Awareness is the key: Increasing your personal awareness is an integral part of crime precention, and perhaps the single most important element of effective self-defense. An awareness of the reality of crime and violence, as well as an awareness of your environment, are the keys to your personal security. Being aware does not have to involve paranoia. You can't live your life expectancy a problem, buy you can train yourself to be more alert, and adjust your level of awareness as needed. For instance, if you have good locks and live in a decent area, you shouldn't have to be constantly on guard. On the other hand, if you're out late at night, perhaps a little paranoia is a good thing. Just use good common sense and remember to pay attention to what's happening around you, and you will go a long way towards keeping yourself safe, in an increasingly hostile world.

Devloping a survival mind set: No one has the right to harm you or the ones you love, buy violence does exist and it can touch your life at any time. If it does happen, and you aren't mentally prepared to deal with it, you will most likely become frozen in fear. The best way to avoid this is to develop a survival mind set. Imagine yourself in a dangerous situation and visualize what actions you might take to survive and escape, The key is to address your fears before you are confronted with them. While it is unpleasant to visualize yourself as the victim of a rape, robbery or assault, it's necessary to prepare the mind to deal with the trauma. Preparation (while you're still in a safe environment) is the key.

Trust your instincts: Learn to trust your instincts and listen to what your intuition tells you. Trust those "little voices" when they tell you that something (or somone) "just doesn't look right." All of your senses should come to full alert, and you should be prepared to take action (if it's necessary) to get out of the situation or away from that person as fast as possible.

Avoid presenting a victim profile: Crime victims are frequently chosen because they are easy targets. Criminals prey on the weak or unsuspecting, and usually avoid people who are aware of what's going on and might put up a fight. When out in public, look people in the eye, keep your head up, and walk with a confident stride. This tells the predator that you are more likely to see him coming and resist. Without the element of surprise, they will likely pass you up for someone who'll put up less of a fight.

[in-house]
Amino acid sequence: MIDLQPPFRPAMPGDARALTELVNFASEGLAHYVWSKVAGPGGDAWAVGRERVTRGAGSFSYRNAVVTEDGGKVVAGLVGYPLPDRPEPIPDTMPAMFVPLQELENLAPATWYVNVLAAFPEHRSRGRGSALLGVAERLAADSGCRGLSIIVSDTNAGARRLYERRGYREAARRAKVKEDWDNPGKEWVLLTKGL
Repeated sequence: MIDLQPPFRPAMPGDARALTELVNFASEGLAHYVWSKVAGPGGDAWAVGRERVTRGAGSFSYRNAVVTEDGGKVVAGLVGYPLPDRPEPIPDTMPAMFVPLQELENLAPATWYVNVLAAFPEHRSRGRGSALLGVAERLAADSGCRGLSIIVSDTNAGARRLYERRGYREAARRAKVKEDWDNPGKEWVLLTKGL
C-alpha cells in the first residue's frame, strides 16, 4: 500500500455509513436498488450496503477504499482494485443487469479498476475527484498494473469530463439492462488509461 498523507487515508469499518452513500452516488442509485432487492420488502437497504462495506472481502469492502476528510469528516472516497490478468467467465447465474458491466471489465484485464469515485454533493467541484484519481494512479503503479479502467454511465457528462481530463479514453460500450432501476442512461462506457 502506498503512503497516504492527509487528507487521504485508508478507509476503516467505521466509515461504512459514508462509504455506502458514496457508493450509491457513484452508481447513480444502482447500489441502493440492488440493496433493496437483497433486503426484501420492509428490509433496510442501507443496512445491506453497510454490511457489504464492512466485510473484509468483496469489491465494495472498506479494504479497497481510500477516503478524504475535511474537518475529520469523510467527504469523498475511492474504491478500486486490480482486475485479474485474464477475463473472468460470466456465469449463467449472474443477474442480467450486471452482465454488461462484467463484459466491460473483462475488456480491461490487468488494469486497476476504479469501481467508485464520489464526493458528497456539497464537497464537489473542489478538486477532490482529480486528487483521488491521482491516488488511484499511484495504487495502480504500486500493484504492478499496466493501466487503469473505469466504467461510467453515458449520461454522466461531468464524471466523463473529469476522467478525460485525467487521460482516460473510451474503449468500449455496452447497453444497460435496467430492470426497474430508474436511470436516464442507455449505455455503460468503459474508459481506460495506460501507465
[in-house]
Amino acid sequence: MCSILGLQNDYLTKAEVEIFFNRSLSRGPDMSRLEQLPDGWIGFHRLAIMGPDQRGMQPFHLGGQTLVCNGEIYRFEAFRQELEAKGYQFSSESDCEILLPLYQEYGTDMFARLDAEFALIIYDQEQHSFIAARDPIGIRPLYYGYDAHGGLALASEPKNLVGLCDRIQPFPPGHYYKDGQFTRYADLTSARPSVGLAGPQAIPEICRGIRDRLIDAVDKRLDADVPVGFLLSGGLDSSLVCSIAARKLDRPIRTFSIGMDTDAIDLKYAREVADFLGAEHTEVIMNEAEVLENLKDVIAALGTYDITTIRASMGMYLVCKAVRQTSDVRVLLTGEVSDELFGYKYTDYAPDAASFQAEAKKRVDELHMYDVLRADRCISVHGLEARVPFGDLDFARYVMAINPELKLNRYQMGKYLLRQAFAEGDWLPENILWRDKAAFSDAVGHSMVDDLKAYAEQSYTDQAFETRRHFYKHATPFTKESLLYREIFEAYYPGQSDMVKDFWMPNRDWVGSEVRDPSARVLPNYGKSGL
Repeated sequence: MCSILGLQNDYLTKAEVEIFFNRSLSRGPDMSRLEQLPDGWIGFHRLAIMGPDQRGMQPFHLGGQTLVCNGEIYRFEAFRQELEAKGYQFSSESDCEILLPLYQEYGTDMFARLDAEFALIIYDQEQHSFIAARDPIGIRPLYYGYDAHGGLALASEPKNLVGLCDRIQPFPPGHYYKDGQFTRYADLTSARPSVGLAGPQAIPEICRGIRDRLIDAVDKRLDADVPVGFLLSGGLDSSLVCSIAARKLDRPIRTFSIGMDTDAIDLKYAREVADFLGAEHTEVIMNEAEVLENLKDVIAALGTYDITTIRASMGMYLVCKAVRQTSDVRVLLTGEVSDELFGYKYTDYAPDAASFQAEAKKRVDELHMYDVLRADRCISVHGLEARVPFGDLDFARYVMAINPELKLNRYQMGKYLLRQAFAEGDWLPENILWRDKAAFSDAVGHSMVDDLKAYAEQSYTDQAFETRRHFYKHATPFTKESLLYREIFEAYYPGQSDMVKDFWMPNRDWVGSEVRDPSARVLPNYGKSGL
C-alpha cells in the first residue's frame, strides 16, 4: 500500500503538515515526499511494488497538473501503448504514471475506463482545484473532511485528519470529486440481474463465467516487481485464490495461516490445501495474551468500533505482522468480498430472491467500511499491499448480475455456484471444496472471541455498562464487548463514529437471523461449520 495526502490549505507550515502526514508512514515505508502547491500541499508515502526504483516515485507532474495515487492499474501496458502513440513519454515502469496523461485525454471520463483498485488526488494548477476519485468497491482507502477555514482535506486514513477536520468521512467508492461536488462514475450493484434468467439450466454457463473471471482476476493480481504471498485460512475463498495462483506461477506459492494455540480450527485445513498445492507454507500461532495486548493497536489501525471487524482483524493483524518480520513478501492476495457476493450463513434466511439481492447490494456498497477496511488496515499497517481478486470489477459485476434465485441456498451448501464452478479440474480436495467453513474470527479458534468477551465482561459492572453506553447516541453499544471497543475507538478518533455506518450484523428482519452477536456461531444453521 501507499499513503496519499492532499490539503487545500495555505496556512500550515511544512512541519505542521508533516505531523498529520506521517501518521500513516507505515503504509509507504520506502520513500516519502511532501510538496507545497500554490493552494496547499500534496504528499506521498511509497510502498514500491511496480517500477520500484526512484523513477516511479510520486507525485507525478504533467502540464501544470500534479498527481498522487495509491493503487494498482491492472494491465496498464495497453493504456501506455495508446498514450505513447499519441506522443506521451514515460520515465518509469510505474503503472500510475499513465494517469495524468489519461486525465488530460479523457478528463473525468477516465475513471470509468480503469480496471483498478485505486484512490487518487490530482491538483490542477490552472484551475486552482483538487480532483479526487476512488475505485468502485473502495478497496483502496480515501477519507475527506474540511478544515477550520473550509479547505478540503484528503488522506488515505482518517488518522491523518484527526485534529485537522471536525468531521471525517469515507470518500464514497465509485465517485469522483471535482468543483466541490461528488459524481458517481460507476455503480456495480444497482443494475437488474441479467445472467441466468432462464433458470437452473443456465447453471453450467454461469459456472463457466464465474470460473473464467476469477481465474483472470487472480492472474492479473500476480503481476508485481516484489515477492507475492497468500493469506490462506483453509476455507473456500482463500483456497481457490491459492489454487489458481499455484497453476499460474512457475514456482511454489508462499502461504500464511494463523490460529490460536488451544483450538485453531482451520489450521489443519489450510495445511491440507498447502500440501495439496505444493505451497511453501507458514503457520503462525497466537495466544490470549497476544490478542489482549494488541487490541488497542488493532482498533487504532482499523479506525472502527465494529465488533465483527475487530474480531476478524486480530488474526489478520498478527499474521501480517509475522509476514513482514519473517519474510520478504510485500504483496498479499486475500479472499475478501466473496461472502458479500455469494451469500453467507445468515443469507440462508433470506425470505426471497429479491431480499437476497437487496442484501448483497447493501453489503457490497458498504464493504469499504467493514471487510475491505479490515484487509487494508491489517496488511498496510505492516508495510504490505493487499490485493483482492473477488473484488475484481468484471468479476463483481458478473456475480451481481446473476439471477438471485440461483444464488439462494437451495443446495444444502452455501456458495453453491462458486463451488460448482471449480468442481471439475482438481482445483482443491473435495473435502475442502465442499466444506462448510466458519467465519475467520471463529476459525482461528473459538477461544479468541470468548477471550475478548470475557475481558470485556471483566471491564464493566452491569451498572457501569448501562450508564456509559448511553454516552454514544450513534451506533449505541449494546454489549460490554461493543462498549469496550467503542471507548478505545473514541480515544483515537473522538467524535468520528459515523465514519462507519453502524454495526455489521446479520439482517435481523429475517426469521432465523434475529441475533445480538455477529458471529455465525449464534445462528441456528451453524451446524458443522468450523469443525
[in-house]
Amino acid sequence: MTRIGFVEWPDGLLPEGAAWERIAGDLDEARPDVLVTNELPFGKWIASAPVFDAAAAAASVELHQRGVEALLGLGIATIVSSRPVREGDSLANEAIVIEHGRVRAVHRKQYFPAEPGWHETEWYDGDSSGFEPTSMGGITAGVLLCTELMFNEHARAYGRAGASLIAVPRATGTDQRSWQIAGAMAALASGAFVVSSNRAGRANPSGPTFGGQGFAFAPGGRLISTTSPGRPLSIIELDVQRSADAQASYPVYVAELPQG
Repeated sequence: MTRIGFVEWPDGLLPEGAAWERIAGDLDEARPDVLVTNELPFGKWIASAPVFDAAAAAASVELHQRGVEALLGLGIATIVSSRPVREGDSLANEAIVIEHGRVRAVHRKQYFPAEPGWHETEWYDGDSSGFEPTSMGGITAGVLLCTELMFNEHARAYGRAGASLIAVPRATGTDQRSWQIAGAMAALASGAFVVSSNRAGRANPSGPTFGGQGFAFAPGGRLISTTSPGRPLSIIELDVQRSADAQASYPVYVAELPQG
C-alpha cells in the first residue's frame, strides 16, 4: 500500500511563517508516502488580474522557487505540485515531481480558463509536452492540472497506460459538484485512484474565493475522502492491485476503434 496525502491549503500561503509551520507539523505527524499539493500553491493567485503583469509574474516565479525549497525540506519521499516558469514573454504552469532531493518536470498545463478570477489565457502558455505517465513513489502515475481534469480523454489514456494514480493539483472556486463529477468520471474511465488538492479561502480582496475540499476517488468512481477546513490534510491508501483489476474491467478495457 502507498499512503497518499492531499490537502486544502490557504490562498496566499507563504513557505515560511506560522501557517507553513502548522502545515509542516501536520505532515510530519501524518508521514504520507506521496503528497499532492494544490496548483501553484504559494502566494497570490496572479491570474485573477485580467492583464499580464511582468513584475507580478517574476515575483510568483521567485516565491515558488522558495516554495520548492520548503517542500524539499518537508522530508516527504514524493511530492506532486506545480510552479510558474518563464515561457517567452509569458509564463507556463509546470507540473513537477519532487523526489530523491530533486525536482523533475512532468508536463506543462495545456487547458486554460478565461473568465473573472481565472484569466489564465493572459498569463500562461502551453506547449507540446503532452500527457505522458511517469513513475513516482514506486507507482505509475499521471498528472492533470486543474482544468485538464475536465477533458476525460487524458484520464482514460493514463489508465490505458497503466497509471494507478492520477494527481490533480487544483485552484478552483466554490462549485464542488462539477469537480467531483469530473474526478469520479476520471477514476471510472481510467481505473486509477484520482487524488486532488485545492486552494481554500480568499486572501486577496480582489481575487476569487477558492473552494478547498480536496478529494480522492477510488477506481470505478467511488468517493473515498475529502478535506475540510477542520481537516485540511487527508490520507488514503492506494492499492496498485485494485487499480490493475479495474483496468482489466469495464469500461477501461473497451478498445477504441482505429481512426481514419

Lights, people and noise: "Just use good common sense and remember to pay attention to what's happening around you, and you will go a long way towards keeping yourself safe..." Always remember that your greatest allies are lights, people and noise. These are the three things that criminals fear most, because they increase the likelihood that they will be seen or caught. Whenever possible travel in groups and in open, populated areas - especially at night. Steer clear of dark areas or isolated places where criminals will have the advantage - especially if you are by yourself.

Your first priority is escape: If you do end up in a dangerous situation, remember that your number one priority is not to fight, but to escape. Obviously, the best plan is not to be there in the first place, but if you do find yourself in trouble, don't hesitate to take every available escape route. If you are confronted and you cannot immediately escape, you may want to consider complying, at least until you can escape. When faced with someone who demands your wallet, purse, jewelry etc... - give it to them, and get out of there. No possession, however valuable, is worth risking your life over.